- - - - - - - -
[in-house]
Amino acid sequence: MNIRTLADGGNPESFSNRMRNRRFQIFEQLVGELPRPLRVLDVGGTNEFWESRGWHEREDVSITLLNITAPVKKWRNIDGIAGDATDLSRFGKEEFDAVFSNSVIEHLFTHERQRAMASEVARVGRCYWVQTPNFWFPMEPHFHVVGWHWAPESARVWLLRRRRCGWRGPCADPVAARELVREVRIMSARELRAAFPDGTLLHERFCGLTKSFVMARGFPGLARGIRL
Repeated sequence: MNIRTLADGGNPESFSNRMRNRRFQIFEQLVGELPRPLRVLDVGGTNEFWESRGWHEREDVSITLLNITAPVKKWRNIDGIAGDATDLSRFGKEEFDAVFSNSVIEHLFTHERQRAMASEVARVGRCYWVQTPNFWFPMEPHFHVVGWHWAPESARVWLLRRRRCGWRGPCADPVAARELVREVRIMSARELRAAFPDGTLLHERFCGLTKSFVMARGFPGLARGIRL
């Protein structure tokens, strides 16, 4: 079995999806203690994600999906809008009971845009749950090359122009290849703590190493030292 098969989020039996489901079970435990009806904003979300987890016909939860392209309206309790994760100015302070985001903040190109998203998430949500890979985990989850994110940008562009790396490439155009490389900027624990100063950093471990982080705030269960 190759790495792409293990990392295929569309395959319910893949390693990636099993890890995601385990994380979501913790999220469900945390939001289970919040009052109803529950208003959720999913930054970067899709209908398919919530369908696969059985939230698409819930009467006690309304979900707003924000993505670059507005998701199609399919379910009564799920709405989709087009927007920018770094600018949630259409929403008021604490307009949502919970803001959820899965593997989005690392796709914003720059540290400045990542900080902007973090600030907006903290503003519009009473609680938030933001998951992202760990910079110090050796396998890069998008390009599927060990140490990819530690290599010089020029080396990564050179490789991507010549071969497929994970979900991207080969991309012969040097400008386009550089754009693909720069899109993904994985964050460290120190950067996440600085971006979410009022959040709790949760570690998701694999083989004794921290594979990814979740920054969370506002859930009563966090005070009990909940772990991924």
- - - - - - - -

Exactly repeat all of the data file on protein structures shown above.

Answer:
[in-house]
Amino acid sequence: MNIRTLADGGNPESFSNRMRNRRFQIFEQLVGELPRPLRVLDVGGTNEFWESRGWHEREDVSITLLNITAPVKKWRNIDGIAGDATDLSRFGKEEFDAVFSNSVIEHLFTHERQRAMASEVARVGRCYWVQTPNFWFPMEPHFHVVGWHWAPESARVWLLRRRRCGWRGPCADPVAARELVREVRIMSARELRAAFPDGTLLHERFCGLTKSFVMARGFPGLARGIRL
Repeated sequence: MNIRTLADGGNPESFSNRMRNRRFQIFEQLVGELPRPLRVLDVGGTNEFWESRGWHEREDVSITLLNITAPVKKWRNIDGIAGDATDLSRFGKEEFDAVFSNSVIEHLFTHERQRAMASEVARVGRCYWVQTPNFWFPMEPHFHVVGWHWAPESARVWLLRRRRCGWRGPCADPVAARELVREVRIMSARELRAAFPDGTLLHERFCGLTKSFVMARGFPGLARGIRL
């Protein structure tokens, strides 16, 4: 079995999806203690994600999906809008009971845009749950090359122009290849703590190493030292 098969989020039996489901079970435990009806904003979300987890016909939860392209309206309790994760100015302070985001903040190109998203998430949500890979985990989850994110940008562009790396490439155009490389900027624990100063950093471990982080705030269960 190759790495792409293990990392295929569309395959319910893949390693990636099993890890995601385990994380979501913790999220469900945390939001289970919040009052109803529950208003959720999913930054970067899709209908398919919530369908696969059985939230698409819930009467006690309304979900707003924000993505670059507005998701199609399919379910009564799920709405989709087009927007920018770094600018949630259409929403008021604490307009949502919970803001959820899965593997989005690392796709914003720059540290400045990542900080902007973090600030907006903290503003519009009473609680938030933001998951992202760990910079110090050796396998890069998008390009599927060990140490990819530690290599010089020029080396990564050179490789991507010549071969497929994970979900991207080969991309012969040097400008386009550089754009693909720069899109993904994985964050460290120190950067996440600085971006979410009022959040709790949760570690998701694999083989004794921290594979990814979740920054969370506002859930009563966090005070009990909940772990991924």